One of the key benefits of electronic health records (EHRs) is the ability to collect and analyze vast amounts of data with an eye toward improving performance reporting, chronic disease management and patient outcomes. Much of this information is in demand by specialty societies and associations to identify macro-level disease and treatment patterns. For example, a database (patient registry) that monitors joint replacements can offer insight into which brands of artificial joints perform most effectively.
Unfortunately, the way EHR systems are implemented and managed make it difficult for healthcare providers to share EHR data with external organizations, including registries, according to a recent Politico article. Other vendors charge additional fees or try to sell their own proprietary integration software. Some vendors have gone as far as to issue cease-and-desist orders to their healthcare provider-clients who are running registry software. The net result is data blocking, which limits the amount of healthcare data that flows to patient registries. Without complete data, registries do not have a 360-degree view of patient medical records. The impact of this can be felt across three key areas:
- Performance reporting
Medicare and Medicaid incentive programs for achieving patient and practice improvements under value-based care initiatives require a new approach to measuring success – and receiving full reimbursement based on improved patient outcomes. These incentive programs, including Medicare Access, the CHIP Reauthorization Act of 2015 (MACRA) and other bundled payment programs, call for free flow of data between healthcare providers and public health information exchanges (HIEs). If registries, which are intended to derive insights and improved outcomes, are unable to collect good quality data, it will inhibit physicians from reporting the data required to receive reimbursement. This will have a particular impact on providers responsible for reporting patient data to the government when MACRA legislation takes effect in 2017. The Centers for Medicare and Medicaid Services (CMS) projects a 94.7 percent adoption rate for required data reporting among physicians in 2017, up from 62.2 percent early adoption in 2014, as phased penalty programs begin to threaten physician reimbursement.
- Chronic care management
Managing chronic care (diabetes, high blood pressure, COPD, asthma, etc.) is one of the biggest challenges in healthcare today and will continue to be for the next 25-50 years. Identifying at-risk patients and providing intervention and support services are key to lowering healthcare costs, closing care gaps and increasing patient compliance with medication regimens. All of those activities rely heavily on collecting massive amounts of patient data to track trends that may lead to changes in the way chronic illnesses are treated and managed. But to accomplish this, healthcare organizations—all with disparate systems and varying data formats—must find a way to aggregate and share data.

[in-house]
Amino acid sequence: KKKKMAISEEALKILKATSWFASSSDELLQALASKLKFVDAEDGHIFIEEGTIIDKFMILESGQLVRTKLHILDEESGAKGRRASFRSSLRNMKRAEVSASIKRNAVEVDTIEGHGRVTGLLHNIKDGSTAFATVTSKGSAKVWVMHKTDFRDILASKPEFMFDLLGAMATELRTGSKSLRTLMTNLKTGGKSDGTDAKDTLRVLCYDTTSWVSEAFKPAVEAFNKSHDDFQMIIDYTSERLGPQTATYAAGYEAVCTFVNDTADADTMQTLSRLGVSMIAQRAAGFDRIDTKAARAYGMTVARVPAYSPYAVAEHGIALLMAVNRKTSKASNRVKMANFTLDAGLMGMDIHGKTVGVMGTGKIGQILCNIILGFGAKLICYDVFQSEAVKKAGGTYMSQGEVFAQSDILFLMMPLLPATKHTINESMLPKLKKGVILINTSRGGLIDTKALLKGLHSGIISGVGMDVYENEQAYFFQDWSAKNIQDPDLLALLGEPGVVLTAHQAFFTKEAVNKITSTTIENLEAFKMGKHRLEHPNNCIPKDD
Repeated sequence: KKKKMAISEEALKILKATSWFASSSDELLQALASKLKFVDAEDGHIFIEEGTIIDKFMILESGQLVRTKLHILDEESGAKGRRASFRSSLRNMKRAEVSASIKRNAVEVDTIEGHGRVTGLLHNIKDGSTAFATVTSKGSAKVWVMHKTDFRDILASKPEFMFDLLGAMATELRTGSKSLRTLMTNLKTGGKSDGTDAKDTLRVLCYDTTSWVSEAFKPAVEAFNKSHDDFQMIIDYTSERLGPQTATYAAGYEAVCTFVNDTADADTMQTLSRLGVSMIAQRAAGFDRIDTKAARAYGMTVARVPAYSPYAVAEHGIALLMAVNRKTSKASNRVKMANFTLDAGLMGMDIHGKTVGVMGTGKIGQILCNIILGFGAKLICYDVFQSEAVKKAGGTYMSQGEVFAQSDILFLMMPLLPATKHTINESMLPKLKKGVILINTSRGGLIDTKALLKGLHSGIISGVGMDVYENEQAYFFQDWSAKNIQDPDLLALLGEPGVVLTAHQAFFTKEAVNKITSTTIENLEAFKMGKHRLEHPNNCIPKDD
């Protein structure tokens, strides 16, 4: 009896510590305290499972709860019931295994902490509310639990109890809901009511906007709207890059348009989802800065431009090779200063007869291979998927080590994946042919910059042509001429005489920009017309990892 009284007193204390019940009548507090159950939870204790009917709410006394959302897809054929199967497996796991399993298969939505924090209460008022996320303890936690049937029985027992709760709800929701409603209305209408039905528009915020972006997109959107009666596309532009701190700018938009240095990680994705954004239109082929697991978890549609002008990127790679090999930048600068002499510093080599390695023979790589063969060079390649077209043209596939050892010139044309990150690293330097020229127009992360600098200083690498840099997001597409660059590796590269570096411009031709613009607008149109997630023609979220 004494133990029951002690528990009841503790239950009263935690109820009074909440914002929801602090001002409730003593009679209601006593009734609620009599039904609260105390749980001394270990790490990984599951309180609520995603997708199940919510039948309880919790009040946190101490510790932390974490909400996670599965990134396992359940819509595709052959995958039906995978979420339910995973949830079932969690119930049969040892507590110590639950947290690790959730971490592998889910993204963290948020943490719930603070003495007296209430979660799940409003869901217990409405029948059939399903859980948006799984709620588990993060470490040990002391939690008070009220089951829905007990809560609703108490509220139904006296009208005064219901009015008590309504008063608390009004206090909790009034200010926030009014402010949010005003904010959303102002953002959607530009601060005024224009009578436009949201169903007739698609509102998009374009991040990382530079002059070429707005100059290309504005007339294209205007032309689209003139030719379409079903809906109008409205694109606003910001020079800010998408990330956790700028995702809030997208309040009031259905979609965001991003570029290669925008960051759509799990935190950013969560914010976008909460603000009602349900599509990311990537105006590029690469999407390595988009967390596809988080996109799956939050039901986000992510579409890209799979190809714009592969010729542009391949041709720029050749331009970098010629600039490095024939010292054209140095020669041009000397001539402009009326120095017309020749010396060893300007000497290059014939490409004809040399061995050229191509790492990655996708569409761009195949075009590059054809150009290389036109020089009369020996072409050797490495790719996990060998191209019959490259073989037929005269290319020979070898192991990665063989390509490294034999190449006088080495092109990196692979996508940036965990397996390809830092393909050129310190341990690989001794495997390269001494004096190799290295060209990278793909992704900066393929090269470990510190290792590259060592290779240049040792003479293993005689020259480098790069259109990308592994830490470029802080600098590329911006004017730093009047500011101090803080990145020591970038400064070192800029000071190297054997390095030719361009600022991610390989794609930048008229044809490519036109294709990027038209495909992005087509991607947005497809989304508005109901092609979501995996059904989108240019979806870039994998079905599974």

- Patient outcome improvement
The true value of a registry lies in having access to an evidence-based approach to improving patient outcomes. Many in healthcare believe that cures for some of the most common and chronic diseases already reside within existing and available data. Identification of practice patterns and other factors can produce higher-quality outcomes with greater efficiency. Registries have enormous potential for “improving the safety and quality of therapies and medical devices,” the Politico article argues. For example, the Food and Drug Administration’s (FDA) planned evaluation system for health technology “would rely in large part on specialty society registries,” particularly for approving medical devices. Data blocking could skew the sample of devices that the FDA evaluates.
It’s a Matter of Purpose, Not Competition or Technology
The technology to share EHRs and other healthcare data is available and accessible. There are robust registry structures and interoperability solutions available, including Liaison Technologies’ ALLOY™ Health product suite. However, data blocking by EHR vendors threatens to interfere with the ability to share data across all organizations.
It’s important to understand that data blocking isn’t a competitive issue. EHRs and registries serve different purposes. EHRs are the system of patient record and drive accurate treatment and billing. Registries need to use EHR data as one of the sources of data that specialty societies and research organizations can use to improve healthcare. Registries are for advancing medicine not treating patients.
Yet EHR vendor-initiated data blocking persists. The federal Office for the National Coordinator for Health IT (ONC) reported in 2015 that only 38 percent of hospitals reported using or integrating patient summary care of records from sources outside their health system – a drop from 40 percent in 2014. And 25 percent indicated that additional costs to exchange data with outside providers or settings were a barrier to health data exchange.
We hear about this issue from our customers too frequently. The healthcare industry must encourage and work with EHR vendors to make ubiquitous data sharing core to their solution and included as part of their ongoing fees. The stakes are too high to do otherwise.
I would love to hear your feedback,
Danielle Siniscalchi, Liaison Technologies Sr. Director, Registry Solutions